Price Industrial Electric abides by the philosophy that safety is a core value, while production is a priority that can be shifted.
"Making a business case for safety is simple," says Daniel Weekly, safety officer for the company. "Fewer injuries and increased safety awareness improve employee morale and make our customers happy, all of which result in more productive jobs and customers that are happy to have Price Industrial return to their job sites."
Price provides a variety of services, including electrical construction and remodeling, utility installation, directional boring, machine installation and modification and fire-alarm installation. The company factors safety into every job bid.
Before each new project, Weekly and the foremen analyze the blueprints and discuss the potential safety hazards and mitigation strategies. Once a project is in progress, Weekly will walk the job site with the foremen and site employees in an effort to create a safer working environment for Price employees and contractors.
Price Industrial Electric Inc. —
102 employees/50 active sites/
1 EHS professional
All Price employees complete a 10-hour OSHA class and receive lockout/tagout training, and the company encourages them to participate in the safety committee, which meets several times per quarter. Weekly also seeks employee input for PPE selections.
"It's one of the safety officer's top priorities to purchase quality products that people will want to wear, and not distribute the cheapest equipment I can find and expect it to work for everyone," Weekly says.
Price emphasizes employee health as the foundation of a safe and successful business. The company provides an employee assistance program for workers struggling with substance-abuse issues, and offers free annual health screenings to employees and their spouses. Price also offers free gym memberships to employees, and subsidized gym memberships to employees' families.
People, compliance, continuous improvement and leadership are the key elements of Rockwell Automation's EHS success. But as is the case with any top-performing organization, senior leadership's support of safety is the foundational element.
"CEO Keith Nosbusch ingrains a culture of responsibility, accountability and integrity into our business strategy," says Majo Thurman, Rockwell's director of environment, health and safety. "He demands that we operate to the highest standards of behaviors in everything we do, whether it's protecting our employees or safeguarding the environment."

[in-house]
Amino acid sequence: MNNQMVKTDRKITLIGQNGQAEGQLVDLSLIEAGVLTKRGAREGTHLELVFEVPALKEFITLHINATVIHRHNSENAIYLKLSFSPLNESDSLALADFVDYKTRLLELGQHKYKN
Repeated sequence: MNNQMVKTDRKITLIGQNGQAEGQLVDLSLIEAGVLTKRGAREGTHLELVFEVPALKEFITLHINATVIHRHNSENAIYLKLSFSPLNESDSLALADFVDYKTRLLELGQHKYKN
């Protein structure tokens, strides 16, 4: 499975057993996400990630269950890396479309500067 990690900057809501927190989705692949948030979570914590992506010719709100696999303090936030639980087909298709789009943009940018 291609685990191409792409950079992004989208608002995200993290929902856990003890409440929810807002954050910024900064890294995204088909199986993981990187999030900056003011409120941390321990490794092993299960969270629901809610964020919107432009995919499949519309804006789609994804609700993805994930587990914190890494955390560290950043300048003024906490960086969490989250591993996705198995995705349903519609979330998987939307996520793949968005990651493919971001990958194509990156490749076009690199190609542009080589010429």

Rockwell, which makes control systems, information software, sensing devices and other automation technologies, has implemented a number of strategies to keep its people engaged in safety. For example, as part of the FOCUS (Focused Observations Can Uncomplicate Safety) program, plant-level employees conduct behavior-based observations and analyze those behaviors as leading indicators of accidents. The employees serve on the steering teams that oversee and manage the process, and are rewarded for their participation.
In 2008 and 2010, the National Safety Council administered its Safety Barometer Survey to 2,000 Rockwell business employees around the world. Rockwell expanded the survey to manufacturing employees at 17 global operations, and is conducting the survey every three years at these sites.
"These results are reviewed by location management, and action plans are developed to address perceptions and gaps found during the surveys," Thurman says. "Results and improvement actions are broadly communicated to the employees."
Rockwell Automation —
22,000 employees/57 sites/
80 EHS personnel (FTE)
Rockwell uses a risk-based approach to manage hazards and potential exposures, and the company has developed a process called Significant Risk Assessment, or SRA, to annually identify, assess and prioritize health and safety risks. The SRA method defines and measures hazards in various categories, including physical, chemical, health and ergonomic. The assessor scores the potential severity and likelihood of injuries and illnesses and the efficacy of controls in place. The result is a quantified list of significant risks, which is used to develop goals and prioritize EHS activities for the site being measured.
At SBM Management, a McClellan, Calif.-based provider of janitorial, housekeeping and maintenance services, safety is considered a business process that's integral to the company's success. Case in point: If you're a potential customer exploring the company's website, you'll find safety listed as the first "key advantage" to doing business with SBM.
"As we secure new business, having a strong safety process and established safety culture allows us to meet the ever-increasing standards required by our customers," says David Stauffer, director of EHS.
SBM's true north is a "zero-harm" work environment – which means that no job will be performed if it can't be performed safely.